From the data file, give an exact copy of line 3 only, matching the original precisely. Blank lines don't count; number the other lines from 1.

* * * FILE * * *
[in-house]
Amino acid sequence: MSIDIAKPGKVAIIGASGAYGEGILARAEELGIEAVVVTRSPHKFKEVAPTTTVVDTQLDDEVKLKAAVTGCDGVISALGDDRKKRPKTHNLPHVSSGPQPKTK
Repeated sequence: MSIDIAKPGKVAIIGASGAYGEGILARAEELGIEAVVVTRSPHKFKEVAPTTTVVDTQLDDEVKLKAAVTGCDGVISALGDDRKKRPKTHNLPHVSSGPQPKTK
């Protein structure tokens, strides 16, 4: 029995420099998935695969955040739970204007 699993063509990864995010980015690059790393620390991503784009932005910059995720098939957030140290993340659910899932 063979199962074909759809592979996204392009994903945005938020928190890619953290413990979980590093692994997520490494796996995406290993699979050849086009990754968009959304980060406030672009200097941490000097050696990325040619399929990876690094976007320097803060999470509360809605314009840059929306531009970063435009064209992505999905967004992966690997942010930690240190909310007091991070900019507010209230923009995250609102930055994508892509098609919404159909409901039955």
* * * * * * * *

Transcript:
Repeated sequence: MSIDIAKPGKVAIIGASGAYGEGILARAEELGIEAVVVTRSPHKFKEVAPTTTVVDTQLDDEVKLKAAVTGCDGVISALGDDRKKRPKTHNLPHVSSGPQPKTK